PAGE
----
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Volcano Shoots Ash Cloud Over Hawaii's Big Island


A U.S. Geological Survey image of the ash plume resulting from an early morning explosion at Kilauea volcano, in Hawaii, Thursday.

A U.S. Geological Survey image of the ash plume resulting from an early morning explosion at Kilauea volcano, in Hawaii, Thursday.


Photo:

USGS/Hawaiian Volcano Observatory/Associated Press

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A predawn eruption at the summit of Kilauea volcano on Hawaii’s Big Island shot ash thousands of feet in the air and dusted surrounding areas, the start of a series of steam-driven explosions that scientists said are rare and pose little danger.

Officials in Hawaii told residents in the island’s east and south, where Kilauea sits, to stay indoors Thursday and when outside to wear masks to protect against the ash. Scientists said the accumulation of ash has been light so far—less than a quarter of an inch—and isn’t expected to affect the whole island.

The Hawaiian Volcano Observatory at the United States Geological Survey, or USGS, said the explosive eruption at Kilauea’s summit, at around 4:15 a.m. local time, shot an ash plume nearly 30,000 feet into the air, the first time in nearly 100 years that type of eruption has happened.

Powerful eruptions of lava at Kilauea two weeks ago and subsequent earthquakes have cracked major fissures into the ground in one district near the volcano, Puna. Those quakes and lava flows destroyed at least 26 homes and several neighborhoods have been evacuated.

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Kilauea volcano on Hawaii’s Big Island has been spewing lava and toxic gases since a series of earthquakes in early May. The lava has destroyed dozens of homes, with many more at risk as the eruptions continue. Photo: Getty

Thursday’s eruption—a different kind—was the expected culmination of several weeks of activity at Kilauea, according to scientists, in which magma eruptions cause the lava at the volcano’s summit to drain. That, in turn, eventually generates new steam-driven eruptions and more shallow earthquakes.

It marks the start of what will likely be at least two weeks of similar short and sporadic bursts at the crater, each of which will propel debris and ash, based on what scientists observed the last time this happened at Kilauea, said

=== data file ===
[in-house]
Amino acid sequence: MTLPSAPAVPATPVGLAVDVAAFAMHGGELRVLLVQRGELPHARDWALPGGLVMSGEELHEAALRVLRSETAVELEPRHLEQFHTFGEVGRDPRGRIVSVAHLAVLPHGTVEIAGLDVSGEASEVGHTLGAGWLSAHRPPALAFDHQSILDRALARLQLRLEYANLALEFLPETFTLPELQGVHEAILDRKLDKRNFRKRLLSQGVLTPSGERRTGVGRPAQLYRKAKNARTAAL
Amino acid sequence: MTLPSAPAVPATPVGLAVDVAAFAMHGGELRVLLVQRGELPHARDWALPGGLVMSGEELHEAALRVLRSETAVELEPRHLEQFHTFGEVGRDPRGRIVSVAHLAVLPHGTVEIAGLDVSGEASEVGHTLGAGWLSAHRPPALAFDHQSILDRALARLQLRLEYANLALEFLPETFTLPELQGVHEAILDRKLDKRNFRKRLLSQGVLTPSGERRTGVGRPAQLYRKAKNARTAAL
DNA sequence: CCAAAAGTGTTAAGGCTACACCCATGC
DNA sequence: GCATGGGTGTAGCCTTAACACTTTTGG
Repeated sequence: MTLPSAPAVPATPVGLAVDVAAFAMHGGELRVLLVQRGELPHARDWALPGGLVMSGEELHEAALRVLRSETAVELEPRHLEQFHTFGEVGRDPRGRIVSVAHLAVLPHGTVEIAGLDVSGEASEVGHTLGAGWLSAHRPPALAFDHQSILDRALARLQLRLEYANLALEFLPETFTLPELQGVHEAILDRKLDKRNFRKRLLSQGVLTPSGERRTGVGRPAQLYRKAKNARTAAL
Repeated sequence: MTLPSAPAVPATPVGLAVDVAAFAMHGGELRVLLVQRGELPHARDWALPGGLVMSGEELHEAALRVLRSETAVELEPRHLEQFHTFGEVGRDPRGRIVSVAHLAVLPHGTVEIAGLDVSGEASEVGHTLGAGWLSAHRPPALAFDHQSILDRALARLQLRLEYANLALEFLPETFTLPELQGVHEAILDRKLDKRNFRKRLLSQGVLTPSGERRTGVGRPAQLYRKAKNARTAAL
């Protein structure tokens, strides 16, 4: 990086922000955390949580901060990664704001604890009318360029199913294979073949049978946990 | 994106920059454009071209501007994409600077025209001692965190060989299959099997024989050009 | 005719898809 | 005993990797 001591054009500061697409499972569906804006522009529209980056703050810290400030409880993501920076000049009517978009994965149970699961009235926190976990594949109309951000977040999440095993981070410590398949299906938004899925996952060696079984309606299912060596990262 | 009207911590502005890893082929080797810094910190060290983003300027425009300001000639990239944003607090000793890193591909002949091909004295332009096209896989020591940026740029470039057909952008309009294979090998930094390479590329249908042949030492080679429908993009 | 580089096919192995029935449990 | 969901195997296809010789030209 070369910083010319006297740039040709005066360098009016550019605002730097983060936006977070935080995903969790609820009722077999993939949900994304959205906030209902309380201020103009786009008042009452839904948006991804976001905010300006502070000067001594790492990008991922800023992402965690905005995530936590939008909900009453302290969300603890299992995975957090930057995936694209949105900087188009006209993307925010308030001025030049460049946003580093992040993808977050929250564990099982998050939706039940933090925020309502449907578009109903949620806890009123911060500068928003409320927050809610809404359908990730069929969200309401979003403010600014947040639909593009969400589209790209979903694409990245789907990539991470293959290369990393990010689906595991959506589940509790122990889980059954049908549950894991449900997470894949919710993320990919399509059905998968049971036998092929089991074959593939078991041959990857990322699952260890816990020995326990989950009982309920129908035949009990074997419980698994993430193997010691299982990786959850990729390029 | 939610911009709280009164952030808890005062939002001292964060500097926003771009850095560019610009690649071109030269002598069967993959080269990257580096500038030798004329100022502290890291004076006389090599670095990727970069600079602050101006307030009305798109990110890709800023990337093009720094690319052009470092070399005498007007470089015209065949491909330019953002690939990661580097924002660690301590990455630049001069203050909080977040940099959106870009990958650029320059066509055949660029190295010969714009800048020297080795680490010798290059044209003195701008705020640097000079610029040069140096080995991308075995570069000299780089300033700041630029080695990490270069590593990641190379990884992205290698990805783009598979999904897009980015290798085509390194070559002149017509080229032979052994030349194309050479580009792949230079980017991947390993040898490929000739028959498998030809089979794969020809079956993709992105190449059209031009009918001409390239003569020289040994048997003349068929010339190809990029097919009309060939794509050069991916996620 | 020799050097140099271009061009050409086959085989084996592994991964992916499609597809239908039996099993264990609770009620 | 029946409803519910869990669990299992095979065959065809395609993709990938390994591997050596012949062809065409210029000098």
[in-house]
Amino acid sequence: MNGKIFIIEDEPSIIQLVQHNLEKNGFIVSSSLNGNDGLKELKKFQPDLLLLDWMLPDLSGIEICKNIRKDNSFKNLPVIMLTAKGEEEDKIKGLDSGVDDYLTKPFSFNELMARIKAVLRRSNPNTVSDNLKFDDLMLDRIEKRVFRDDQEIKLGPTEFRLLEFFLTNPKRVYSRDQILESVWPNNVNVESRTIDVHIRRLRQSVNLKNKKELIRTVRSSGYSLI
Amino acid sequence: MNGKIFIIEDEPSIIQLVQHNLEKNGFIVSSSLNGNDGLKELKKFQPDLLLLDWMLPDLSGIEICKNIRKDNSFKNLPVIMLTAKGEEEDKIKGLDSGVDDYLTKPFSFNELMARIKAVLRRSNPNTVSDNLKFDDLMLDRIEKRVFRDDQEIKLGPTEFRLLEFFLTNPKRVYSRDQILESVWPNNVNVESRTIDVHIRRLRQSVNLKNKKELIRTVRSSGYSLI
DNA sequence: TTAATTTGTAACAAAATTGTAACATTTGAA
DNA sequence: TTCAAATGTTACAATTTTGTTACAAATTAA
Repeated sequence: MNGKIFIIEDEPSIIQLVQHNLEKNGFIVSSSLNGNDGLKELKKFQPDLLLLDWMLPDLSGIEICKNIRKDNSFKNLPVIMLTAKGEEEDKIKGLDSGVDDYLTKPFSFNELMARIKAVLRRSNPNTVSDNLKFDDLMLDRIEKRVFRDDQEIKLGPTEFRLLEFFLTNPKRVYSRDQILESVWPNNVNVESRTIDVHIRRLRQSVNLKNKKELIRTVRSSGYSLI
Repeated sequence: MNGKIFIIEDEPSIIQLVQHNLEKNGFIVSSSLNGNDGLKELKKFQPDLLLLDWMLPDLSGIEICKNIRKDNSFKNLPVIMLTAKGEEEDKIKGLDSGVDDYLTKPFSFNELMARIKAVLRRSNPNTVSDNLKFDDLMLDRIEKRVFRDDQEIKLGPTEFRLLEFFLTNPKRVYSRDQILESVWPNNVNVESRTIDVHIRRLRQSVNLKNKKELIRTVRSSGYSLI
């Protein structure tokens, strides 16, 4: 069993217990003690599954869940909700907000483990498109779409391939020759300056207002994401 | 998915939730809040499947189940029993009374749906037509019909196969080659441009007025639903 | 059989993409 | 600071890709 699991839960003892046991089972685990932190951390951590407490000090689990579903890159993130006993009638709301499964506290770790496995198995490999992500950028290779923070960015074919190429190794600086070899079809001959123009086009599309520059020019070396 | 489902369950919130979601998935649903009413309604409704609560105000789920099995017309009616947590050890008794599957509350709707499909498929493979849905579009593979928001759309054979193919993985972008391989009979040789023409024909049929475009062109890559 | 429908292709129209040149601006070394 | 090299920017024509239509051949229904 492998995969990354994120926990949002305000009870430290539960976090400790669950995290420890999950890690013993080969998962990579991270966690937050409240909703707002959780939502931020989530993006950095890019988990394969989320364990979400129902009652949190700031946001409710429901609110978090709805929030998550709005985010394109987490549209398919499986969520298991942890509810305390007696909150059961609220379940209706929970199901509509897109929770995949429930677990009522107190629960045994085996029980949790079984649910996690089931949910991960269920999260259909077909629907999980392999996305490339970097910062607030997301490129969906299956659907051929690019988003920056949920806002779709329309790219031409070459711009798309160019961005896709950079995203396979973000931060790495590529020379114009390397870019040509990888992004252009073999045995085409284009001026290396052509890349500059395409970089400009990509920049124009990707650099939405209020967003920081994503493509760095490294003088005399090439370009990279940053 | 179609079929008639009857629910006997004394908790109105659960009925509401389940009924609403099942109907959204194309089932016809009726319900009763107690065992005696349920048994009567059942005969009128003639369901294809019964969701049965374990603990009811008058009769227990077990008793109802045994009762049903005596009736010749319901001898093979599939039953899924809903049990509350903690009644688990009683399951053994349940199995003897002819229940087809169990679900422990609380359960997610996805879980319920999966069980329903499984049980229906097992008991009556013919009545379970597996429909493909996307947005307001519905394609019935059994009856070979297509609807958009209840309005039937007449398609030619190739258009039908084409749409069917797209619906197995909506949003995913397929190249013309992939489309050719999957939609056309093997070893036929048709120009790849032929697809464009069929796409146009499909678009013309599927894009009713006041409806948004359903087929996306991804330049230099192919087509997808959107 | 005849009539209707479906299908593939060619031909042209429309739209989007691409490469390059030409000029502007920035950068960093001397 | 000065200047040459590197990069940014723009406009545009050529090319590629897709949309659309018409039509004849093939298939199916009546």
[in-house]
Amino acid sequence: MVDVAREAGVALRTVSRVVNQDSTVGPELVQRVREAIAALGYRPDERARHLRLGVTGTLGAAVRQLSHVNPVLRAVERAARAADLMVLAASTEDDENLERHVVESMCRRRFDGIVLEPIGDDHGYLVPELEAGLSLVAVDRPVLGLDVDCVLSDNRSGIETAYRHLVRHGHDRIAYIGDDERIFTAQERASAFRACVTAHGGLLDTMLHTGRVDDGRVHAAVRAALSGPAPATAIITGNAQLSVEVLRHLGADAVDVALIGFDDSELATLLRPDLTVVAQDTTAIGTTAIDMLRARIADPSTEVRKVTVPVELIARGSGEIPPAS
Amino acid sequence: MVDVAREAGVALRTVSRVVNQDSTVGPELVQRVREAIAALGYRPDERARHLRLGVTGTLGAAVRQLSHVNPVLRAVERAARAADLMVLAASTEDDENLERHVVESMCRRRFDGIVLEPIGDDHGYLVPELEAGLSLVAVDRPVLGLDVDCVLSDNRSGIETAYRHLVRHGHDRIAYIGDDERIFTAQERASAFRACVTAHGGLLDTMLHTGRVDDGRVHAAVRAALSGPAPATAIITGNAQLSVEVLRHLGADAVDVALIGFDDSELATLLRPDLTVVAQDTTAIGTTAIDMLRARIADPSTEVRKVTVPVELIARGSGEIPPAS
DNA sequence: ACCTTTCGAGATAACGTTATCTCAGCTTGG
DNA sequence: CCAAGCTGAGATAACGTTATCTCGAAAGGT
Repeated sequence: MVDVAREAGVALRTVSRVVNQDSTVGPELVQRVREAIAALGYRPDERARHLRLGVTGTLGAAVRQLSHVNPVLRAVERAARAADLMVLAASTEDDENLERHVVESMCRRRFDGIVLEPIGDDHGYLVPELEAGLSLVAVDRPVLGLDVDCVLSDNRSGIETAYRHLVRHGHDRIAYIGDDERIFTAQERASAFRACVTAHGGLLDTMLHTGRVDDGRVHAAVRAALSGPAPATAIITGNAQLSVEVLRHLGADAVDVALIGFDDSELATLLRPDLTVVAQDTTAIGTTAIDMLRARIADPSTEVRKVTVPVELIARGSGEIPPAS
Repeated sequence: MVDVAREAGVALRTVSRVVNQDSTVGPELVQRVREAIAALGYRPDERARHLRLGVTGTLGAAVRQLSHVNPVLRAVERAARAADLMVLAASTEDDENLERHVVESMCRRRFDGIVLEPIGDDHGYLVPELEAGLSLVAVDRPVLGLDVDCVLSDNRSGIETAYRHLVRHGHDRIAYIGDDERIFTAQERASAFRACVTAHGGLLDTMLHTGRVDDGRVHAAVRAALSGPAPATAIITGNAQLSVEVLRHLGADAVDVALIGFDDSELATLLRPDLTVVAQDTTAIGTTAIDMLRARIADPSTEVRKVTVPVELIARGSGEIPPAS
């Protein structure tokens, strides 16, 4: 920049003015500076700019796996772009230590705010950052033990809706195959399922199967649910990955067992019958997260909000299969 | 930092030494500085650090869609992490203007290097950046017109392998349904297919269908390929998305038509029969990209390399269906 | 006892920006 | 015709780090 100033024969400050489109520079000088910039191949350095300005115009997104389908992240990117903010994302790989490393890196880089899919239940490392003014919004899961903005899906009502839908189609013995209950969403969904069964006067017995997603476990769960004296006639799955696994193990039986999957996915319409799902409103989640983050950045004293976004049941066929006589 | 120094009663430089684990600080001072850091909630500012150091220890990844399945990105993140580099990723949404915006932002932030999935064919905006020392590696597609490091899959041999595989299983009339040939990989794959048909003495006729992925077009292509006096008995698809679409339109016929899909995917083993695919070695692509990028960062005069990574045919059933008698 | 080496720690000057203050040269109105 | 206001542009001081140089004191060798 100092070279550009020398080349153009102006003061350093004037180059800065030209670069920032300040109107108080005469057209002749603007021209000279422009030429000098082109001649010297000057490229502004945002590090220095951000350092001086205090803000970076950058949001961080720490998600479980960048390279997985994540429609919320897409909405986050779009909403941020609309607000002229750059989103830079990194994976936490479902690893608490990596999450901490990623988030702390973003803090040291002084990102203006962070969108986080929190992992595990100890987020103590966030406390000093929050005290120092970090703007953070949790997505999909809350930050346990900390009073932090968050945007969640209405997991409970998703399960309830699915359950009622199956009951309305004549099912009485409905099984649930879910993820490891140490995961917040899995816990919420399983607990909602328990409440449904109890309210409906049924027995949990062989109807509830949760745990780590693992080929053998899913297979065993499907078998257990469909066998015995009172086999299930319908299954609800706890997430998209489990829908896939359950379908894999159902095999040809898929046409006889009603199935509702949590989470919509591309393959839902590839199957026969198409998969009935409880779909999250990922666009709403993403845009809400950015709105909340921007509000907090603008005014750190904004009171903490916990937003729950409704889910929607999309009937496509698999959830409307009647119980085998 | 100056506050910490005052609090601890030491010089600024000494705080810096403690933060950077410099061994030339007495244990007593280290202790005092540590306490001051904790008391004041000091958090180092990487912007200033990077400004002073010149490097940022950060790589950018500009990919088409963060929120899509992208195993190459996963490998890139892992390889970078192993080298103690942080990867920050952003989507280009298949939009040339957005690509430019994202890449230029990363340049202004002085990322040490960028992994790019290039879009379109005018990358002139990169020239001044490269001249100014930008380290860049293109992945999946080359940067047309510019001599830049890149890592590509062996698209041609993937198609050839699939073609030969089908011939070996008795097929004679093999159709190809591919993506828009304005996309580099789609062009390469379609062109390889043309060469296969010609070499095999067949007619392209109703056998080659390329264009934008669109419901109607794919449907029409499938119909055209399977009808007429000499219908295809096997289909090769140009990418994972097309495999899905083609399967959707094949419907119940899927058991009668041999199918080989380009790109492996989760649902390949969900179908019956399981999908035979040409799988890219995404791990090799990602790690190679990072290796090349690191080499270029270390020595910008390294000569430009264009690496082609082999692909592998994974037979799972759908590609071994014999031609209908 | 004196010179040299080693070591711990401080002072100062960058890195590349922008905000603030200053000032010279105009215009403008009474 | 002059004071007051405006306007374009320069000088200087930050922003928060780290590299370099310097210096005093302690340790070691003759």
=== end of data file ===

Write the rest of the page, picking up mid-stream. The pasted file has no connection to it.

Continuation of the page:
Michael Poland,

a geophysicist at the USGS monitoring the volcano.

“We are following the script of 1924 now,” Mr. Poland said. He said the explosive eruptions are scientifically noteworthy and impressive visually—shooting clouds of smoke and ash far into the sky—but that the danger to human life is little, Mr. Poland said. That is because the threat of rocks being hurtled out of the volcano covers an area that has already been evacuated, including a national park that has been closed since last week.

Officials don’t expect people to get injured if they stay out of the park. In 1924, one person died after being hit by debris because there weren’t as many restrictions on movement back then and people were in the area at the time of a summit explosion, Mr. Poland said.

Tremors that shook the ground around the volcano on Wednesday damaged several buildings and roads at the national park, and officials said more quakes are expected as the lava from Kilauea’s crater continues to drain.

Though the ash spread from the morning eruption was light, the National Weather Service said an ash fall advisory, for people to stay indoors, would be in place for four districts in the area around the volcano until Thursday evening.

The ash isn’t expected to affect areas of the island farther north or west, where there are luxury beach resorts, though it will likely continue for days or weeks as more eruptions happen and could spread farther or more intensely with stronger winds. It isn’t toxic, scientists said, and resembles the kind of dust that would cover a construction site.

“Right now it doesn’t look like there will be potential for ash fall on the west side of the island,” said

John Bravender,

a National Weather Service meteorologist.

Write to Nour Malas at nour.malas@wsj.com

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